[RFI] computer keyboard

Hare, Ed, W1RFI Hare, Ed, W1RFI" <ehare@arrl.org
Wed, 28 Jan 1998 19:31:00 -0500

>Can anyone recommend a computer keyboard that is RFI resistant,
>preferably a compact type? I have applied ferrite toroids to both ends
>of the keyboard cable just in case the cable was acting as an antenna
>but this did not correct the problem. Un plugging the key board clears
>the problem. Whenever I transmit on 80 or sometimes 40 meters the
>computer genetates all kinds of strange characters, etc. on the screen.

Unfortunately, I can't tell you which keyboards are okay; hams don't call 
ARRL HQ and tell us that they are NOT intefering with their computers. :-) 
 At W1AW, they currently have Gateway 2000 computers; their keyboards seem 
immune, although I must admit that our antennas are located up in the air a 
bit. :-)

I note that you had tried ferrite material, but the single clamp-on beads 
are really not enough for 80 or 40 meters.  Get some FT-140-43 ferrite cores 
(Amidon, Palomar, etc), or other cores you KNOW to be ferrite that will work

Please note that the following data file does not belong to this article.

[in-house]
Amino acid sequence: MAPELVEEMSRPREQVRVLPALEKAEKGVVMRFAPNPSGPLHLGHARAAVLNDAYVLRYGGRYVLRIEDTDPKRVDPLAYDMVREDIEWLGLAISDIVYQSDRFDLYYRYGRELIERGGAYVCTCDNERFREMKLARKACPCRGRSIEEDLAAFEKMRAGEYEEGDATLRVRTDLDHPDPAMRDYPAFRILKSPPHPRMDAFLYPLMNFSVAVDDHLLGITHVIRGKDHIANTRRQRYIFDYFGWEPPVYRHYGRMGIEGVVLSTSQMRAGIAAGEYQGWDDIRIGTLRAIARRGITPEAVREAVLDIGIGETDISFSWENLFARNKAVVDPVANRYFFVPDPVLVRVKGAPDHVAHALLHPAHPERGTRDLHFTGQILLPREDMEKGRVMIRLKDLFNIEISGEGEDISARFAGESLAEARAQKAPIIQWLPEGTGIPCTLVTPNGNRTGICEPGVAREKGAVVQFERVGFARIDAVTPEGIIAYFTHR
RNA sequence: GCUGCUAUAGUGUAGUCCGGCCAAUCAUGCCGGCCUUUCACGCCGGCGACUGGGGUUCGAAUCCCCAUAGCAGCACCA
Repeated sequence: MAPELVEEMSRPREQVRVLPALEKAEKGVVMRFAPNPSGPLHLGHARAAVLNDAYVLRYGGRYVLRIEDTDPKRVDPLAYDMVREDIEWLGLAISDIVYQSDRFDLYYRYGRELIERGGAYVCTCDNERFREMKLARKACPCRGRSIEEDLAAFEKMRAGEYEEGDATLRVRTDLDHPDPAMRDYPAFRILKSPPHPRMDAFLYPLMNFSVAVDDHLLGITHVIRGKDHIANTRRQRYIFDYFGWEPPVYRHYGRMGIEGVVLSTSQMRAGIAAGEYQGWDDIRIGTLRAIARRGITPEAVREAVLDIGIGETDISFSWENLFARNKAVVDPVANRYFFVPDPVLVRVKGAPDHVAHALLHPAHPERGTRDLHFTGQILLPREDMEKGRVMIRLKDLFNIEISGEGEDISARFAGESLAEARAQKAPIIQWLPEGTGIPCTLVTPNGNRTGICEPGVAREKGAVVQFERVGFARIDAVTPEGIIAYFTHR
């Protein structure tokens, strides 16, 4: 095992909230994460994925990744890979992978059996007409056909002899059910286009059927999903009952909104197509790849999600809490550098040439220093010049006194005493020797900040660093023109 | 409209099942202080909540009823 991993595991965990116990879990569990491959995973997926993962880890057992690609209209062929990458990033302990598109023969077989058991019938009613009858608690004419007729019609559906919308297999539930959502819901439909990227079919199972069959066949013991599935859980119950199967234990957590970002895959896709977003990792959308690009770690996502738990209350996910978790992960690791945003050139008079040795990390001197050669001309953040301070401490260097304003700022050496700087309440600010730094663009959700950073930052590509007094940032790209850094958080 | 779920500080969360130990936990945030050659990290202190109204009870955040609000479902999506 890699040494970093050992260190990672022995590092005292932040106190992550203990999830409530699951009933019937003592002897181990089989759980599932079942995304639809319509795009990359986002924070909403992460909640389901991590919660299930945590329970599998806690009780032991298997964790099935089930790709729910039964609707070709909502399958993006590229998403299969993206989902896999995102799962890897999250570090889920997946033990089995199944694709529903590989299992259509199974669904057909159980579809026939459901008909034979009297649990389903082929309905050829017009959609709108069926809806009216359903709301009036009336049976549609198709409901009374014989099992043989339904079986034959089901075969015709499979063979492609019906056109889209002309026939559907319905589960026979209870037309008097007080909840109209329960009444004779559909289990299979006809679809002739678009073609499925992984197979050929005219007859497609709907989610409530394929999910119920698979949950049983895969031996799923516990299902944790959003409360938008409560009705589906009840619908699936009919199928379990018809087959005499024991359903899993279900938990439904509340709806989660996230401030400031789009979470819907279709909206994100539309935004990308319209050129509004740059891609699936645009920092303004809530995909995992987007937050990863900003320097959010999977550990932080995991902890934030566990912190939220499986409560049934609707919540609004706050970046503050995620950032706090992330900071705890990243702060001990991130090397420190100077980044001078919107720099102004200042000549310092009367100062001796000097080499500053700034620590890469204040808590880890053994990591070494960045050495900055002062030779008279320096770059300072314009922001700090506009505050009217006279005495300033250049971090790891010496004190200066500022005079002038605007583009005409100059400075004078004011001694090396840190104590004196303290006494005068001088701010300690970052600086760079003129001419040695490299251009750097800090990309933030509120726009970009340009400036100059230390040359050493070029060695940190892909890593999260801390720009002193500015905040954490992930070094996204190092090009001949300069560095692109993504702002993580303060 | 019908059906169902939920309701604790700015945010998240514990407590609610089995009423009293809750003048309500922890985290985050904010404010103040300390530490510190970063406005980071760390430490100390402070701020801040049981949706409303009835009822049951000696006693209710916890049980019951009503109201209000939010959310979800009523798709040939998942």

in the HF range and warp about 10 turns of the keyboard cable onto a ferrite 
core, at both ends of the cable.  This SHOULD make a significant difference, 
at least in the power theshold that causes the problem. If you find it goes 
from 15 watts to 95 watts, for example, you are on the right track.

If it makes no difference, it may be the wiring in the keyboard itself that 
is causing the problem. (This could also be true if it goes from 15 watts to 
50 watts, as an example: the problem could have a 15 watt threshold on the 
cable pickup and a 50-watt threshold on direct pickup.)  If it IS the 
keyboard, the easiest solution is to try another.  You could also TRY some 
of the EMI shielding sprays available, trying to get a good shield inside at 
least most of the keyboard.   You could also try a shielded keyboard cable, 
grounded at either the computer or the keyboard end, or both.  Flat 1/2-inch 
braided strap is usually hollow and can be used to shield your existing 

If you do try sprays, try to ensure that both halves of the keyboard case 
will be electrically connected to each other and to the keyboard-cable 
shield.  And remember, these sprays are conductive paint; if the surface 
being sprayed is not clean and compatible with the spray, the paint could 
flake off later, putting bits of metal flakes inside the keyboard.  The 
gibberish on the screen will probably return.

Radio Frequency Interference has a chapter on computer  RFI.

73 from ARRL HQ,
Ed Hare, W1RFI

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